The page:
“Keep reminding your students to stay connected to people they meet at KU,” she says, “you never know where it may lead. I only met Dan Peiffer my last semester in greeting card class, but the connection turned out to be great.” Dan is now Lead Designer at Demme Learning, Lititz, PA, a growing publisher specializing in educational materials for home schoolers. Another KU classmate, Justin Kramer is Design Manager there. Over that past 2 years Cheryl has done about 9 months freelance work for Demme.

Launch page for her website at: www.geigersheeler.com

Launch page for her website at: http://www.geigersheeler.com

The work for Demme all began with an urgent Facebook plea by Dan for illustrators. Cheryl said she replied the instant she saw his note. She has since done a total of 242 illustrations for Demme. Turns out Facebook and her website have proved more useful for Cheryl than that red leather portfolio.

Concept for Cape May, NJ, local currency.© Cheryl Sheeler.

Concept for Cape May, NJ, local currency.© Cheryl Sheeler.

We’ll close with a few of her favorite illustrations from her web page. The local currency, above, is based on the gingerbread architecture of Cape May, NJ. The images below are details from her visual essay about a pair of fainting goats given as a wedding present to her daughter, country singer, Haley Sheeler. Below that are some fantasy barnyard characters that might someday appear in a children’s book.

Haley's goats © 2011 Cheryl Sheeler.

Haley’s goats © 2011 Cheryl Sheeler.

Barnyard creatures © 2011 Cheryl Sheeler

Barnyard creatures © 2011 Cheryl Sheeler

 

Edith Chavez, center front, and Alan Altamarino, center back with KU students at Taller Chicharra.

Edith Chavez, center front, Alan Altamarino, at back & KU students at Taller Chicharra.

While ice storms hit the U.S. a group of Kutztown students spent 17 days of winter break in sunny Oaxaca, Mexico. We worked with a group of talented young printmakers in Taller La Chicharra (translates as the Cicada Studio).

Alan Altamarino  on press pulling a large scale print with Kevin McCloskey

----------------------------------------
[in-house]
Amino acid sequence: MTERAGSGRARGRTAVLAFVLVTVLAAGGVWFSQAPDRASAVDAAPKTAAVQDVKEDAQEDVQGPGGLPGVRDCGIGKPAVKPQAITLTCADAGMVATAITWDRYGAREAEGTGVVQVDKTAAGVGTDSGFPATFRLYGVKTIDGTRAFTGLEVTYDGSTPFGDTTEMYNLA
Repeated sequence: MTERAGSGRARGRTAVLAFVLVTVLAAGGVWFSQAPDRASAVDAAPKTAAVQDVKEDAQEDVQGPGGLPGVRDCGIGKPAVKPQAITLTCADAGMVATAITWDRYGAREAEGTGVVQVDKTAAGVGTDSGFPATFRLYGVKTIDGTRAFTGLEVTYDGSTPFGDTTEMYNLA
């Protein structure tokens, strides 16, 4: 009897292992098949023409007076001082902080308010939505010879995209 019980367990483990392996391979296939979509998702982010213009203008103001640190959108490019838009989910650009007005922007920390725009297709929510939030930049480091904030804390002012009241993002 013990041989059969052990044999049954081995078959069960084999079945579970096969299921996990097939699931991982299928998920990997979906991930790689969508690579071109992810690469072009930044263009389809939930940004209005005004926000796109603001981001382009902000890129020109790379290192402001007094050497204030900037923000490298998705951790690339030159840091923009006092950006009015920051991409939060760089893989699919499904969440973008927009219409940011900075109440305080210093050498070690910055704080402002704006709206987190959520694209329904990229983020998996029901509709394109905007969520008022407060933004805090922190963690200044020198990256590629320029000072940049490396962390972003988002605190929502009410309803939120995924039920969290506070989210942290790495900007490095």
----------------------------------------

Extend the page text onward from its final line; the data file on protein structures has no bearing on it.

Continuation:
Alan Altamarino on press pulling a large scale print with Kevin McCloskey.

Alan Altamarino, who also goes by MK Kabrito, runs the studio. He is a recent graduate of the School of Fine Arts at UABJO, Oaxaca. He specializes in large format relief prints. In the image above he carved MDF, multi-density fiberboard, to print a mega-print for his upcoming exhibition in Guadalajara.

knox

Nueva Vida, 2-color woodblock print by KU student Elaine Knox.

Printmaking studio classes were scheduled from 11-4, but at times the KU crew was still working happily as late as 10pm. Of course, they took a long dinner break around 3pm. Some brave souls sampled fried grasshoppers, a typical Oaxacan snack.

Pajaro Rojo, print, by KU Prof. Miles DeCoster

Pajaro Rojo, print, by KU Prof. Miles DeCoster

Each student created an edition of 15 black and white prints for a portfolio to exchange with their classmates. They also created a limited edition with a second color printed from a block of carved plywood.

Figura Prehispanica, detail, by Ashley Ridgway.

Figura Prehispanica, detail, by Ashley Ridgway.

We came as a group with a reservation, but Taller La Chicharra offers short classes for visitors throughout the year. Besides woodblock, they offer classes in serigraphy and engraving metal via electrolysis. Typically, courses are for half-days and last a week. The cost ranges from 500-1000 Mexican pesos, $40 to $80 U.S.

KU student Blake Myers sketching in the mountains of Mexico.

KU student Blake Myers sketching in the mountains of Mexico.

“Impressions From Oaxaca” prints from the KU workshop will be on exhibit at the Student Gallery, Sharadin Building, Feb 10-15.

KU students carving blocks at Chicharra.

KU students carving blocks at Chicharra. Photo: Miles DeCoster

We had time for trips to the Prehispanic ruins at Monte Alban and Mitla. A highlight was a journey to the petrified waterfall known as Heirve el Aqua.

Wolfgang and Brigid inking plates. Photo M.DeCoster

Wolfgang and Brigid inking plates. Photo: M.DeCoster

Muchas Gracias to Alan Altamarino, Edith Chavez, Marcus Lucero, Mariana Rivera, and all the wonderful Oaxacan artists who made our time in Mexico so memorable! Nos Vemos! See you again!

Blake Myer's sketch of Oaxaca Valley as seen from Monte Alban

Blake Myer’s sketch of Oaxaca Valley as seen from Monte Alban

The observatory at Monte Alban by Malia Balas

The observatory at Monte Alban by Malia Balas

Welcome reception at Hostal Don Nino.

Welcome reception at Hostal Don Nino.